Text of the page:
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I Do Not Know Which Sources Are Appropriate To Use

Evaluating Source Relevance

1. What is it about? The title will be your first immediate clue. Click on the title to see if there is an abstract available--that's a summary of the article that will help you determine its relevance for your research question. If there is no abstract, read the article introduction and scan the article headings. Consider how the item relates to your research question and how you might use it. More on evaluating source purpose

2. What is the subject area focus? Knowing what discipline an article comes from can help you decide if the article is relevant. For example, if you are researching global warming activism for a political science class, an article on global warming from a chemistry journal may not be helpful if it doesn't focus on political issues. Look at the title of the book/article or the journal title to try to determine the subject area. 

3. Are you looking for recent information? If so, look carefully at publication dates.

4. What type of source is it? Consider what types of sources or information you need in order to answer your research question. 

For example, sometimes you may be asked to use only scholarly sources

  • For scholarly books: Look at the publisher. (Is it a university press or other scholarly press? Do they describe their editorial process? You may need to Google the publisher to figure it out.)
  • For scholarly articles:
    • Look at the title of the journal (not the article title). Search for the journal title in the library Journals List to find information about the publication--when you find the title you will usually get a description of the journal that explains if it is peer-reviewed or not.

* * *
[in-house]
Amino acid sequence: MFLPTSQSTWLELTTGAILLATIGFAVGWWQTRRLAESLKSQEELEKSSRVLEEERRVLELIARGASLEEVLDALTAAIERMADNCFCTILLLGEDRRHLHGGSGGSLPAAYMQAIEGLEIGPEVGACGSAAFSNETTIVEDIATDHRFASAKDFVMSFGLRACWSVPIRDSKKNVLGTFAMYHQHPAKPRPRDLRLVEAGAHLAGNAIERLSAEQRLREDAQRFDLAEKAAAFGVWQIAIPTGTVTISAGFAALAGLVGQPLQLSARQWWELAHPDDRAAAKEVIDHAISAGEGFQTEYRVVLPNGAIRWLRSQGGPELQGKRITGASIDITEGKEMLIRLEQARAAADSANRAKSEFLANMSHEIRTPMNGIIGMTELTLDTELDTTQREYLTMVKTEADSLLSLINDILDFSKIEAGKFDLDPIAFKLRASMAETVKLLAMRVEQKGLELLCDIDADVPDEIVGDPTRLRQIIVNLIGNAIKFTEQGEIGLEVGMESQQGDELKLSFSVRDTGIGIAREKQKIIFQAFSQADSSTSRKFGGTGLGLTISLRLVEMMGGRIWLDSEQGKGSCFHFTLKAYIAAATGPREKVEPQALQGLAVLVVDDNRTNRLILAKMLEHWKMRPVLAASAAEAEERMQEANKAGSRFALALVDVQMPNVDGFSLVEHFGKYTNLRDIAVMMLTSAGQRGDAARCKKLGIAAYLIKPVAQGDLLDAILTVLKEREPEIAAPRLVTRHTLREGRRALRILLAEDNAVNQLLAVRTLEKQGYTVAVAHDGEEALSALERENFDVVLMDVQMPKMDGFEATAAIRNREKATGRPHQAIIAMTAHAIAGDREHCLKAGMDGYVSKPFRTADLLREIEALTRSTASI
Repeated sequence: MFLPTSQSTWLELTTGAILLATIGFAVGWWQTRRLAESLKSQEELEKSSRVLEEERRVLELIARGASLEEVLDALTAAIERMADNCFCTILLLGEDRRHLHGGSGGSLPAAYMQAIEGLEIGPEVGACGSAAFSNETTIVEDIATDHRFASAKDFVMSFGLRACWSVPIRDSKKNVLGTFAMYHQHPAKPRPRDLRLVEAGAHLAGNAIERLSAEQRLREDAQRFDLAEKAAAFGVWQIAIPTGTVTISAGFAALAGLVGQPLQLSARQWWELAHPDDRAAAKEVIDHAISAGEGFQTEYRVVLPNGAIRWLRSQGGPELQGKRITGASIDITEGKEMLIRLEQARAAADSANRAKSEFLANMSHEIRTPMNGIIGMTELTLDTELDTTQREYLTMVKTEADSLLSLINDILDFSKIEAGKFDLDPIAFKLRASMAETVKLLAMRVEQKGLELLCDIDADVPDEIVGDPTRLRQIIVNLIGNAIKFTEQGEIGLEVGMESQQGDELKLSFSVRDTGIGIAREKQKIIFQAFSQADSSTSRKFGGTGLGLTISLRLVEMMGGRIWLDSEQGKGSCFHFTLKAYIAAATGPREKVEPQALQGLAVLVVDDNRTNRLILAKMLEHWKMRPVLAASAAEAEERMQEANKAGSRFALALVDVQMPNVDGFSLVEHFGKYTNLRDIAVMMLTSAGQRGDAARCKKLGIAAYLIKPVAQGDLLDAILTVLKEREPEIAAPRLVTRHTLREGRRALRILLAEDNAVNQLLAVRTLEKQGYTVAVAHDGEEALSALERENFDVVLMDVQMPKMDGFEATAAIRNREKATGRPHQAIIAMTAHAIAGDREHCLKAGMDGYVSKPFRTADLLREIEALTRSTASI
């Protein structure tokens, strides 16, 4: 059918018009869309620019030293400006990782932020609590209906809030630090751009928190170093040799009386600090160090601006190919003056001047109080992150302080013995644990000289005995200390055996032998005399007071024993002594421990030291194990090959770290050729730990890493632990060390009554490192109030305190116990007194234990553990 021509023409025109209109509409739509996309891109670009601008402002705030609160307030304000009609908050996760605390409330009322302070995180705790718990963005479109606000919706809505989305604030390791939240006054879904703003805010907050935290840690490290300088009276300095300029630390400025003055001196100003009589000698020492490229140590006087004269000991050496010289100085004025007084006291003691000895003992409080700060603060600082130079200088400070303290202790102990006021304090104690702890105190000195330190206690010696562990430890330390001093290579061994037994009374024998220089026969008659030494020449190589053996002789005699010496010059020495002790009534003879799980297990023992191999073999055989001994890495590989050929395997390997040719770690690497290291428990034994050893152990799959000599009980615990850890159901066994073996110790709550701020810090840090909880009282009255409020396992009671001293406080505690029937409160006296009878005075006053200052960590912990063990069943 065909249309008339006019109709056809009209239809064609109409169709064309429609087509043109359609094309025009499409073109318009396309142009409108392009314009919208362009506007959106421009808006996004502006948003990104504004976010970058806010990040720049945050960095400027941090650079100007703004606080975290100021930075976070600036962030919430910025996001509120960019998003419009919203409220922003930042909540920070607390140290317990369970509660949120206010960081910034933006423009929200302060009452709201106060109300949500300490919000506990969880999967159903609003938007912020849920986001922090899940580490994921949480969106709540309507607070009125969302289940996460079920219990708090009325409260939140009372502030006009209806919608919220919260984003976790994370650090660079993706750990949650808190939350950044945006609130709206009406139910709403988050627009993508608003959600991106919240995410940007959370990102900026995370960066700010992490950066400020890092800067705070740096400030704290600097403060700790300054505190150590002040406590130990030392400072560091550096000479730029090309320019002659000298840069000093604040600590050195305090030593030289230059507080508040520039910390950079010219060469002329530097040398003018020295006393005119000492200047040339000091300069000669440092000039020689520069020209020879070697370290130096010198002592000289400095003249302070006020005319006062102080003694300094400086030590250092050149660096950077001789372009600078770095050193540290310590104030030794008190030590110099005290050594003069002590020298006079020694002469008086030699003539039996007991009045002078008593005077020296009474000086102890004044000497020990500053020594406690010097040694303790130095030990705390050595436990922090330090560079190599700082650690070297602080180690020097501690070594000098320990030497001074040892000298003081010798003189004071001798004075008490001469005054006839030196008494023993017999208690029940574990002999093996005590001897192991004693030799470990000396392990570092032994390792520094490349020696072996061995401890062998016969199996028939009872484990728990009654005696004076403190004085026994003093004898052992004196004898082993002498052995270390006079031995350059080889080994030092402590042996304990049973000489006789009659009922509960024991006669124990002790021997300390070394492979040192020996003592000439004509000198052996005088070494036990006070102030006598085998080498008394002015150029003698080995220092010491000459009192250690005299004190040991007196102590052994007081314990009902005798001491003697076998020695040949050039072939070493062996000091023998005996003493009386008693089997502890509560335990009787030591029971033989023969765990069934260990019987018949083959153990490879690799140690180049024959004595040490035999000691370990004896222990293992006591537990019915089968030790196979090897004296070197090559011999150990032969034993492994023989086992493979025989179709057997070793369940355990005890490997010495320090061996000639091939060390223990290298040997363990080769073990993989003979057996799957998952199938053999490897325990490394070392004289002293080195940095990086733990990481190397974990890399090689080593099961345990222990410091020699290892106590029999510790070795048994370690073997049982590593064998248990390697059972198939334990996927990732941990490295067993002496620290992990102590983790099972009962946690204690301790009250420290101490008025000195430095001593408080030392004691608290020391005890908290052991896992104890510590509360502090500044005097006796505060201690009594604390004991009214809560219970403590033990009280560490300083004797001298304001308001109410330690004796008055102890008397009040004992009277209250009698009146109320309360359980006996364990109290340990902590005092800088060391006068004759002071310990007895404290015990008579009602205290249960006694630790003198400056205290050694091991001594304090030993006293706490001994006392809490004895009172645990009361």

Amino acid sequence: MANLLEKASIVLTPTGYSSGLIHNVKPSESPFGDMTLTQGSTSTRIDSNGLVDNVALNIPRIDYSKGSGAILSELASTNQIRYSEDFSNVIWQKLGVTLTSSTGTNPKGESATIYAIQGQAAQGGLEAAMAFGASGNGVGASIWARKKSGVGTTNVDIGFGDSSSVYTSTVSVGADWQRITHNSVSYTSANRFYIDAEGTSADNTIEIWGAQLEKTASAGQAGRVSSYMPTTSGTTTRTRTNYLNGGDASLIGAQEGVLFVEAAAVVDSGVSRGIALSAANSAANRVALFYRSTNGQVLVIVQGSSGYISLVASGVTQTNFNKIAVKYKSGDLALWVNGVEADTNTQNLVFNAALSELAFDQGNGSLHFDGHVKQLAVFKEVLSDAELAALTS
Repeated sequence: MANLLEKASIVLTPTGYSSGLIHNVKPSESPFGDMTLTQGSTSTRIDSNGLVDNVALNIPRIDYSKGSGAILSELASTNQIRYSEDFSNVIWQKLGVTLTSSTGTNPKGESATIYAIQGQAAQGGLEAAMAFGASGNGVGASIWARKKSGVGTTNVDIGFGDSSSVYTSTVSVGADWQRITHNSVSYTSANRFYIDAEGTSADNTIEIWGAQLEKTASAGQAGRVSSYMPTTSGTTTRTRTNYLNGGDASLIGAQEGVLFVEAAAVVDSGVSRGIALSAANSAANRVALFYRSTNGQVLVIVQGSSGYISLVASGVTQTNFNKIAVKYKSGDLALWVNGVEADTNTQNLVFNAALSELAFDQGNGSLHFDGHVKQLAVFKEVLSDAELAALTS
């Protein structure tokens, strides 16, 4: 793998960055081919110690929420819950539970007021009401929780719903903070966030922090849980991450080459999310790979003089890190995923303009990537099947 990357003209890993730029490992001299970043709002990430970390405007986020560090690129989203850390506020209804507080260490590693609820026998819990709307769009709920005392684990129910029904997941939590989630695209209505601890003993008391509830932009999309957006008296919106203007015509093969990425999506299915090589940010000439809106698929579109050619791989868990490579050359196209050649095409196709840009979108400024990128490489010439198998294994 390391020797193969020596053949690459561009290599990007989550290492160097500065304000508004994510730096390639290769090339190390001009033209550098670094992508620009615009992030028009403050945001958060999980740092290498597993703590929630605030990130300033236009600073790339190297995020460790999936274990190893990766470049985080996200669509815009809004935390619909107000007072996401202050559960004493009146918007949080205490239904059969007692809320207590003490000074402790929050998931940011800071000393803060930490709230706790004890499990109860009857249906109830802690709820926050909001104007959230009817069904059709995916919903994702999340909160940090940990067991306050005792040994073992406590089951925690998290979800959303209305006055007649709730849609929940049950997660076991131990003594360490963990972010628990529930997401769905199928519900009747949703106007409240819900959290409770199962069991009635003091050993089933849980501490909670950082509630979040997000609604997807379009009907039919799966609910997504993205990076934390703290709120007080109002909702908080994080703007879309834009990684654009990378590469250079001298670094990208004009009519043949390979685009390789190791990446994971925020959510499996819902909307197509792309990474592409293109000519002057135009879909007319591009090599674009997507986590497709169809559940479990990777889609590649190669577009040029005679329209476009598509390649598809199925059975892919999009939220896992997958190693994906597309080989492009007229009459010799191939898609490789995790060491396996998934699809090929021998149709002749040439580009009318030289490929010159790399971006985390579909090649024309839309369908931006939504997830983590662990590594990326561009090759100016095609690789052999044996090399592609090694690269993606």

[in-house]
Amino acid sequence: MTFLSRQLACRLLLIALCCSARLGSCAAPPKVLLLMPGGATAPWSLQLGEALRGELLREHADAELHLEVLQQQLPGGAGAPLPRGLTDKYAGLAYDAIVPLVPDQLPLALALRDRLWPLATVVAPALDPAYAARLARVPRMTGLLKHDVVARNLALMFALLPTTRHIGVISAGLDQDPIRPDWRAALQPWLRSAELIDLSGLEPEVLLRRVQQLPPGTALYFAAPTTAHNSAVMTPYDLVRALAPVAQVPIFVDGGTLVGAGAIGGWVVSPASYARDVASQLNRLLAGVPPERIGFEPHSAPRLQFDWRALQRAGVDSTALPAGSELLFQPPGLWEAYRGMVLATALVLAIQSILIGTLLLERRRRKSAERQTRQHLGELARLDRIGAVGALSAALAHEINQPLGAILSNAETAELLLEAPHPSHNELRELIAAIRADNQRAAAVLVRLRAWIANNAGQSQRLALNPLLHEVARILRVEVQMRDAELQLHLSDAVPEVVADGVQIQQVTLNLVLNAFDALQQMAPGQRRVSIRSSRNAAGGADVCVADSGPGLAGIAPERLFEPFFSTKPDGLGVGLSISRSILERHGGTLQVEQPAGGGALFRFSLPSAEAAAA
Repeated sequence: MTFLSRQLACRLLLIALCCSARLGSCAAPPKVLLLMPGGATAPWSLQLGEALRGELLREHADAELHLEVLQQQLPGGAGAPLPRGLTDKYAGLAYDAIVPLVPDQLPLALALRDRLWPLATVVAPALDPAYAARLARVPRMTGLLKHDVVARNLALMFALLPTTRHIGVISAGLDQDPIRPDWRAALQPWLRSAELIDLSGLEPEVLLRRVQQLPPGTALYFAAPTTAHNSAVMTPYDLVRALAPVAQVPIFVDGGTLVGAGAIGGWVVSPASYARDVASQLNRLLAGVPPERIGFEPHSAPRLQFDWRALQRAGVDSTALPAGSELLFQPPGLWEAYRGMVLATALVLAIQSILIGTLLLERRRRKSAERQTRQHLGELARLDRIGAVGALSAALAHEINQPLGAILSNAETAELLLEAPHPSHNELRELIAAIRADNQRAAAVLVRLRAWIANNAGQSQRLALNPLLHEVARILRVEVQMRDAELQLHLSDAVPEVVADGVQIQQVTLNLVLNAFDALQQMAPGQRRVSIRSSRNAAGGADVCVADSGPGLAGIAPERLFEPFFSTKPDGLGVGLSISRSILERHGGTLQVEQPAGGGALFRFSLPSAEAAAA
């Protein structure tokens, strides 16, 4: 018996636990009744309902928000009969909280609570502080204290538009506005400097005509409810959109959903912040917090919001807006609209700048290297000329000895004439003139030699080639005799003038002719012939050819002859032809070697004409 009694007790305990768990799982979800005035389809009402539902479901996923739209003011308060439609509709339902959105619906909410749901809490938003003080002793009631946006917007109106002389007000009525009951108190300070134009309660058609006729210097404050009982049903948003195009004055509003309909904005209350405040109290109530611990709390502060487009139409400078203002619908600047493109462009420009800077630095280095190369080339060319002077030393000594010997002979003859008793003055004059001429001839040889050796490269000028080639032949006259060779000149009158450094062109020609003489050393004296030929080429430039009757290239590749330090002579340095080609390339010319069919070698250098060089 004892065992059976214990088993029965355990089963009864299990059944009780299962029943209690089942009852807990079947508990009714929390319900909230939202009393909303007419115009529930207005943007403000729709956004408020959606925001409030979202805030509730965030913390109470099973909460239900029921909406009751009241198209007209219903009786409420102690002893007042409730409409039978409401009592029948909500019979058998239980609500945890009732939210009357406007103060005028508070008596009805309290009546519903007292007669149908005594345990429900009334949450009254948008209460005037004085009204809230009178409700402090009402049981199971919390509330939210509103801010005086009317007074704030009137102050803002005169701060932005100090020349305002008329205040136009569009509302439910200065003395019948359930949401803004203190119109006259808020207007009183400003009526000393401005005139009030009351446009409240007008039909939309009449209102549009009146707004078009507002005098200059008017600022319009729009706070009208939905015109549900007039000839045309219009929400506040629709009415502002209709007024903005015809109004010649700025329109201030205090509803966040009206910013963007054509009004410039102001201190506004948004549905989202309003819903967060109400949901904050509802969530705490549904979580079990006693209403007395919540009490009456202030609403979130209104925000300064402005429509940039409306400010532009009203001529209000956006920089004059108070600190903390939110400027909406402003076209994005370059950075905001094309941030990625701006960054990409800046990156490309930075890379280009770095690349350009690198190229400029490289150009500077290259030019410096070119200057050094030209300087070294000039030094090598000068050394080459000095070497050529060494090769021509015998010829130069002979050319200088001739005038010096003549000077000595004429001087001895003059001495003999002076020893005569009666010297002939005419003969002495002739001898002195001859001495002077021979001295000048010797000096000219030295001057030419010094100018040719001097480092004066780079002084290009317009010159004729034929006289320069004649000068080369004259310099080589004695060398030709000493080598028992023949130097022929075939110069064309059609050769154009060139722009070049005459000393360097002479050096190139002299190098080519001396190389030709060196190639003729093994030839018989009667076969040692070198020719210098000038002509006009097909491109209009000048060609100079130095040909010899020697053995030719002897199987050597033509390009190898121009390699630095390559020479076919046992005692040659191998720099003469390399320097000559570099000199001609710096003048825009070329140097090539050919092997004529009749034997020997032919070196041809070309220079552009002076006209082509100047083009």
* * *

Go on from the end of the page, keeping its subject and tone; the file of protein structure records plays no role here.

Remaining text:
• Can't find it on the Journals List? Try a Google search for the journal title--the publisher's web page for the journal will usually give you the information you need--look for words including "peer-reviewed," "refereed," "scholarly" or "academic," and the names and institutional affiliations of the editorial board.
    • Some databases will indicate in the results whether the article is scholarly or not, and in some databases, you can limit your search to just scholarly articles. However, some scholarly sources may not be labeled in the given database as such, so this method isn't perfect.
    • Peer-reviewed journals sometimes contain not only research articles, but also book reviews, editorials, interviews, and more. The type of article may be apparent from the information provided in a library database, but in some cases, you may need to read the abstract or the beginning of the article. When in doubt, look at your assignment instructions, ask your instructor, or Ask a Librarian.

Books and articles: Articles tend to focus on a very specific issue or analysis, while books usually address a broader topic. (Note, however, that some books consist of a series of chapters that each stand alone as distinct articles.) Often the record in a library database will indicate the item type, but you can also tell from the citation--is it an article? A book chapter? A monograph (a study on a single topic, usually written by a single author)?

Research studies: This may only be relevant in courses which require that a specific type of research be used (quantitative, qualitative, experimental, systematic review, etc.). The abstract usually contains clues about the type of study. Most research study's also have a "Methods" section that describes how the research was conducted. If you need to find a particular type of study, you can try using that as one of your keywords--"qualitative," "quantitative," "systematic review," etc.